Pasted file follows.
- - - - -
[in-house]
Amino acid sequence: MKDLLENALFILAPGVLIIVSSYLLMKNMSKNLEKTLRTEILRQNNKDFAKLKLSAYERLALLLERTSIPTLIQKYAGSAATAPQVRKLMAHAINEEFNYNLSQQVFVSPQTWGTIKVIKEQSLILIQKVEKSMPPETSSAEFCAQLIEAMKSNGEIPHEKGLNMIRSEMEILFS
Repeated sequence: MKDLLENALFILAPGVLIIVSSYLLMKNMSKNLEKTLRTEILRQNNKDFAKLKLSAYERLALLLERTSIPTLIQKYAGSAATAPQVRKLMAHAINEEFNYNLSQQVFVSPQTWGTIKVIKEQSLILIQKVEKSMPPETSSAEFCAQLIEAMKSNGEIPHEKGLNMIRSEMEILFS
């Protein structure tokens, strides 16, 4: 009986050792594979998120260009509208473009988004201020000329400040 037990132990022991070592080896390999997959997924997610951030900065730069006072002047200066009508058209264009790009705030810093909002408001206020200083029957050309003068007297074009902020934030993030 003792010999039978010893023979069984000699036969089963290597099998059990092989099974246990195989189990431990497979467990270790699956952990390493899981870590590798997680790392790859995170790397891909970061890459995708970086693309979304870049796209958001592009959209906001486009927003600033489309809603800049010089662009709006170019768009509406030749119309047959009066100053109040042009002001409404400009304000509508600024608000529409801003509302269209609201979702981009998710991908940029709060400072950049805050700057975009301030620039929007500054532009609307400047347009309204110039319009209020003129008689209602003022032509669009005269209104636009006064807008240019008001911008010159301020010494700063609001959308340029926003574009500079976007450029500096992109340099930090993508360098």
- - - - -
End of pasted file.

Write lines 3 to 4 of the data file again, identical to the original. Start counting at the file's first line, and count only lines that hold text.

Repeated sequence: MKDLLENALFILAPGVLIIVSSYLLMKNMSKNLEKTLRTEILRQNNKDFAKLKLSAYERLALLLERTSIPTLIQKYAGSAATAPQVRKLMAHAINEEFNYNLSQQVFVSPQTWGTIKVIKEQSLILIQKVEKSMPPETSSAEFCAQLIEAMKSNGEIPHEKGLNMIRSEMEILFS
């Protein structure tokens, strides 16, 4: 009986050792594979998120260009509208473009988004201020000329400040 037990132990022991070592080896390999997959997924997610951030900065730069006072002047200066009508058209264009790009705030810093909002408001206020200083029957050309003068007297074009902020934030993030 003792010999039978010893023979069984000699036969089963290597099998059990092989099974246990195989189990431990497979467990270790699956952990390493899981870590590798997680790392790859995170790397891909970061890459995708970086693309979304870049796209958001592009959209906001486009927003600033489309809603800049010089662009709006170019768009509406030749119309047959009066100053109040042009002001409404400009304000509508600024608000529409801003509302269209609201979702981009998710991908940029709060400072950049805050700057975009301030620039929007500054532009609307400047347009309204110039319009209020003129008689209602003022032509669009005269209104636009006064807008240019008001911008010159301020010494700063609001959308340029926003574009500079976007450029500096992109340099930090993508360098």